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Get Me Through My ADHD Day

Just takin' ten ...
Just takin’ ten …

When my day is all about one thing, when I have just one job to do, when there’s nothing around to distract me … I get sluggish.

Nothing can take my mind from sharp, bright and quick to dull, dark, and struggling like being stuck doing just one thing for an over extended period of time.

But the good thing is that, for me, the cause would seem to be the cure.

It takes planning …

If I have just one job to do, I don’t approach it like I’m stuck at it for the duration.

Instead, I set myself a time goal. I’ll work at it for an hour, and then I’ll take a 10 minute break. I set a timer, and then I do as I please for that ten minutes.

I make no plans about my break in advance. But, if I think of something I want to do while I’m working, I just say to myself, “Fine, that will be my break.” If I remember it when my break time comes, that’s what I do.

The sweet spot!

Here’s the great part, when I take my break, the plan is to forget completely about the job I’m working on. And if I can, I try to forget about the timer, too. I know I’m in the “break zone” if that timer goes off and surprises me.

Back to work

When I return to the job, it’s actually amazing how much easier it is to work, especially knowing that there’s another break coming.

The whole thing becomes a challenge, do my best at more than one thing.

Once I’ve been at it for a while, I can adjust my times to suit the situation. The breaks stay at ten minutes, but the length of time I work gets changed based on how well I’m doing. Getting bugged out and bored before my break comes up means shorter work times. Finding myself zoned in and hyper focused means longer between breaks.

Actually, if I get hyper focused, I might forget to take my break. In that case, the problem has been solved, the breaks worked in a different way or I discovered an interest in the thing I had to do.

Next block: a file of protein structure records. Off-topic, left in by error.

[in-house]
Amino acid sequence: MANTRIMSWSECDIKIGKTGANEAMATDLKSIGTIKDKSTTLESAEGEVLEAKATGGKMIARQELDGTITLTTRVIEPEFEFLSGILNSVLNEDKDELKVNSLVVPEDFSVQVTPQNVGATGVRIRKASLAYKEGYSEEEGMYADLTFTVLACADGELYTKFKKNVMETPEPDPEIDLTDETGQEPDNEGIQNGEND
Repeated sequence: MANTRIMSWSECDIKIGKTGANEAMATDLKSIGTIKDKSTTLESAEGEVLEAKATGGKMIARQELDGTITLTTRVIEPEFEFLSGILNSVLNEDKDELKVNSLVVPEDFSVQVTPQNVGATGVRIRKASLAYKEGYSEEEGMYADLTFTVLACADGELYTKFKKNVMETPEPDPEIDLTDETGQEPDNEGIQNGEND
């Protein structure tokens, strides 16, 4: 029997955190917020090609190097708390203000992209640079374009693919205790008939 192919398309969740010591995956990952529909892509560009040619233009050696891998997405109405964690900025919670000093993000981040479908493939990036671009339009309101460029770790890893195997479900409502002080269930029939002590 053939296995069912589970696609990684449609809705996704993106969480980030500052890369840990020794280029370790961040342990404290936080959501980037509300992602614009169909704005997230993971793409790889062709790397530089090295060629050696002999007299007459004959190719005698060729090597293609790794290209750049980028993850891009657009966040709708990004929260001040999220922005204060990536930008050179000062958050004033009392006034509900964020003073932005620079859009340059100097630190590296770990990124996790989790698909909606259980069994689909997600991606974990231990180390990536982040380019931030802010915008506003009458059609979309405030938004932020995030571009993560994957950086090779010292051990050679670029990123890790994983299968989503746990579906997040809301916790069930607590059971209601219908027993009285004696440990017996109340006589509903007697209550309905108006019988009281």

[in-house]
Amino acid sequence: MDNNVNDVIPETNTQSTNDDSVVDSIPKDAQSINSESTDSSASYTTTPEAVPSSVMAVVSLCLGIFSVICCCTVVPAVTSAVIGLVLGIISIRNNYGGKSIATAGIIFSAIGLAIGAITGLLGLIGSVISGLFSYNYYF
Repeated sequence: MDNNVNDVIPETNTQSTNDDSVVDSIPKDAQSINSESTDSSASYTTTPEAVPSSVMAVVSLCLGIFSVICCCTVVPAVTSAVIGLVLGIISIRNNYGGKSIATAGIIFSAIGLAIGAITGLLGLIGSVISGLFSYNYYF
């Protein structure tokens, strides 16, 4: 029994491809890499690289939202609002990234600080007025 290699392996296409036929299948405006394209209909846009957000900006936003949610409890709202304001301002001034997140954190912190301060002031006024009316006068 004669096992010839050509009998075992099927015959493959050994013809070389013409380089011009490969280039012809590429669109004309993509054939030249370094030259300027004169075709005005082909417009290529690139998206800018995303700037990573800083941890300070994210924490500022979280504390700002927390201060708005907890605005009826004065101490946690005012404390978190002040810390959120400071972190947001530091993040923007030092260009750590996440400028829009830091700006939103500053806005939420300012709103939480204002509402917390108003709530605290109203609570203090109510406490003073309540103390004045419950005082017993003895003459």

But best of all …

The best part of this is that, when I remember to approach work in this way, I get my work done with a minimum of effort, and a minimum amount of inner child whining.

The truth is, that work not only feels like it gets done faster when I approach it like this, it actually does get done faster.

Now how does that work?

Get Me Through My ADHD Day

Kelly Babcock

I was born in the city of Toronto in 1959, but moved when I was in my fourth year of life. I was raised and educated in a rural setting, growing up in a manner I like to refer to as free range. I live in an area where my family history stretches back 6 or more generations. I was diagnosed with ADHD at the age of 50 and have been both struggling with the new reality and using my discoveries to make my life better. I write two blogs here at Psych Central, one about having ADHD and one that is a daily positive affirmation that acts as an example of finding the good in as much of my life as I possibly can.

Find out more about me on my website: writeofway.

email me at ADHD Man

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APA Reference
Babcock, K. (2016). Get Me Through My ADHD Day. Psych Central. Retrieved on June 1, 2020, from


Last updated: 26 Jan 2016
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